Unfortunately, too many have fallen spell-bound under the siren song of socialism, and our country is succumbing to the crushing monolithic weight of the debt that must always follow. The temptation of gaining that which we haven’t earned for ourselves is potent, and freedom, necessarily a casualty of socialism, is becoming more and more the exception. Today, the federal government is involved in the lives of ordinary citizens on a level that was never before imagined, making the choices for our lives that we previously were free to make for ourselves. Among its tyrannies, the government can now force us to purchase a product, healthcare, under the threat of fine or imprisonment; the executive has coopted law-making powers, taking away the people’s choice of legislative representation; the IRS has been weaponized to attack the political opponents of the President, including those that Government antagonizes for their religious beliefs; and the courts have also usurped legislative powers, making their personal biases and moral views higher than our actual laws. And even though we recognize that Government causes many of the problems in our lives, we foolishly turn to an expanding government to solve them. Let’s try something different. Let’s return the beast of government back to the cage it was never intended to leave, to the enumerated powers of the Constitution. Let’s stop the monarchization of the Presidency and the corruption of the courts. Let’s re-empower the states and the individuals to make their own decisions, based on their own wisdom, treating them like adults and the sovereigns of their own lives they are supposed to be. In order to sort out these Constitutional crises, a leader is needed that has a record of devotion to Individual Liberty and the Constitution, an expert who knows where the problems lie, how to fix them, and has the will and courage to lawfully act. That leader is Ted Cruz.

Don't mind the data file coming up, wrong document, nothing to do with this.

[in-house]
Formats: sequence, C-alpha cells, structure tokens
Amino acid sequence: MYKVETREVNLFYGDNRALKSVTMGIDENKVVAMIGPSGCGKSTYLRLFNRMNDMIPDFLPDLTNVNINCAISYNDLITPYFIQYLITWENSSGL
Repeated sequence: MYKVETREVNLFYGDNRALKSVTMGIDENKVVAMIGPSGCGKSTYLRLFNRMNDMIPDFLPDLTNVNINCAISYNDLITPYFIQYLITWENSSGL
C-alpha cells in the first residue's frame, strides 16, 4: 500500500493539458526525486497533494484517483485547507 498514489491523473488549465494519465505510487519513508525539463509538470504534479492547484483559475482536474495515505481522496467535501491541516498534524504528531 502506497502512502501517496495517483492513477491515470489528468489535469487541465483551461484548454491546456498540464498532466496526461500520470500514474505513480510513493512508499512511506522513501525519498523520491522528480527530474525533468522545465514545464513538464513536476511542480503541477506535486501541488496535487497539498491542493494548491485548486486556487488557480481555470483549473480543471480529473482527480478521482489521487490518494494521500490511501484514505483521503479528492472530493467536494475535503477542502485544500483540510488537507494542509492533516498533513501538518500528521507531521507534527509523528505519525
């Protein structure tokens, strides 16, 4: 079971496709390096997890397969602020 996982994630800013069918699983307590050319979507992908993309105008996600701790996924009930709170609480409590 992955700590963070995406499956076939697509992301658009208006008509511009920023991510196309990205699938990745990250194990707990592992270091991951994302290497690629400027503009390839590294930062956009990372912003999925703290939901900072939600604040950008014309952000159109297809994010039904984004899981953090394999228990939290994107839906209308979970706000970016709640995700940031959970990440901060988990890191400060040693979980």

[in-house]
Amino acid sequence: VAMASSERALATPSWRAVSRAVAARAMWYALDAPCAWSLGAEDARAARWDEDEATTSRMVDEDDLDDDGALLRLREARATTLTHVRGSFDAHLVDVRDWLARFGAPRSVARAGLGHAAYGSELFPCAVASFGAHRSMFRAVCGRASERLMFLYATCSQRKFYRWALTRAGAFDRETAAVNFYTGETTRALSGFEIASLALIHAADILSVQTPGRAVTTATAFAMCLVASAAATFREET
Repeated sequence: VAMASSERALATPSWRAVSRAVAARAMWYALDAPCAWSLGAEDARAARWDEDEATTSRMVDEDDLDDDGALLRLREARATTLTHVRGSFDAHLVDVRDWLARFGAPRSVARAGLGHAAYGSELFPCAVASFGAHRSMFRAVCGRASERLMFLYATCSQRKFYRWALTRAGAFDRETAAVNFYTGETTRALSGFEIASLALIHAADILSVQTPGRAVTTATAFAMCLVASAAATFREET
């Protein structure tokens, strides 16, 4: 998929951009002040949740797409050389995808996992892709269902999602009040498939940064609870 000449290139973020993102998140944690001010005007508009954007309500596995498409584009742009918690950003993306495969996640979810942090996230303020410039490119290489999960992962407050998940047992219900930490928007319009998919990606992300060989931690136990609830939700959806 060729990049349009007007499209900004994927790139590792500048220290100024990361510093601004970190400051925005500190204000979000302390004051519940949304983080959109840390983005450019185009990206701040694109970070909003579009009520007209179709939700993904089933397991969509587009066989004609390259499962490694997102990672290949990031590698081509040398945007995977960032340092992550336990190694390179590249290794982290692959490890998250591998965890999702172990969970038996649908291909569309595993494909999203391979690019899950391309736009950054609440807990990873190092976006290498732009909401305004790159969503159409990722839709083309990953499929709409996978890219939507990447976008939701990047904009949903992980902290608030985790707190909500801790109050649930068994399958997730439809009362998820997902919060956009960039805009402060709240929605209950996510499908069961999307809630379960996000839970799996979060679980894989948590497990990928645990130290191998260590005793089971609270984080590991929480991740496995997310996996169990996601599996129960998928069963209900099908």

Ted Cruz has had a remarkable career in the public’s service. His hallmark is his devotion to the Constitution; it is his passion. From youth, he could recite it from memory. As a law clerk for Supreme Court Chief Justice William Rehnquist, he learned its finer points and also witnessed its subversion by vain majority opinions. As the Director of the Office of Policy Planning at the Federal Trade Commission, Ted Cruz advocated for Constitutional free-market principles. As Solicitor General for Texas, he fought for the Constitution nine times, including winning cases against the George W. Bush administration when the right to bear arms was on the line and also when the independence of state courts was threatened by world judges. In private practice, Ted Cruz’s specialty was Constitutional matters. In the U.S. Senate, Ted Cruz was a thorn in the flesh, not only to Democrats who continually work to subvert the Constitution, but also to the GOP establishment who talk a good game, but whose courage instantly dissolves with the gentle whisper of shutdown. In that environment, Ted Cruz was one of a few voices that at least stood to be counted and even occasionally won a few victories, fighting the Democrats with one hand and dragging the GOP with the other. Even Cruz’s supposed failure, his filibuster against Obamacare. In this case, one man showing courage resonated with the public enough to shift the balance of power, ultimately resulting in the GOP taking a majority in the Senate during the following mid-term election. Cruz remained true to his campaign promises, advancing conservatism at every opportunity and not ditching his convictions for perceived political gain. Time and time again, Ted Cruz was consistent and faithful, including to his promise to stand against amnesty, being instrumental in killing the Rubio/Schumer amnesty bill. There are NO candidates currently running that can compete with such accomplishments.
In spite of such a fine record, there are those that would argue that Ted Cruz cannot win. One reason is that he’s too conservative. In answering that I need only cite the colossal wins of Ronald Reagan. Reagan appealed to freedom in a time when the world was turning to the Left and to the Soviet Empire. Reagan showed us that we can have a coalition of people from all walks of life based upon uniting principles, those that are found in the Constitution and the Declaration of Independence. Just as importantly, Reagan showed that a campaign of principle can win! It takes courage, risking that the people you don’t pander to won’t be swayed to support higher principle over tangible gifts from government, but it can be done. To this end, Ted Cruz has the principles, passion, and oratory skill to reassemble the Reagan coalition, appealing to people’s yearning for freedom to decide for themselves rather than having the shapes in central planning make those decisions for them. If one has a skilled speaker to make the case, the people will overwhelmingly choose liberty over the promise of free stuff that we cannot afford.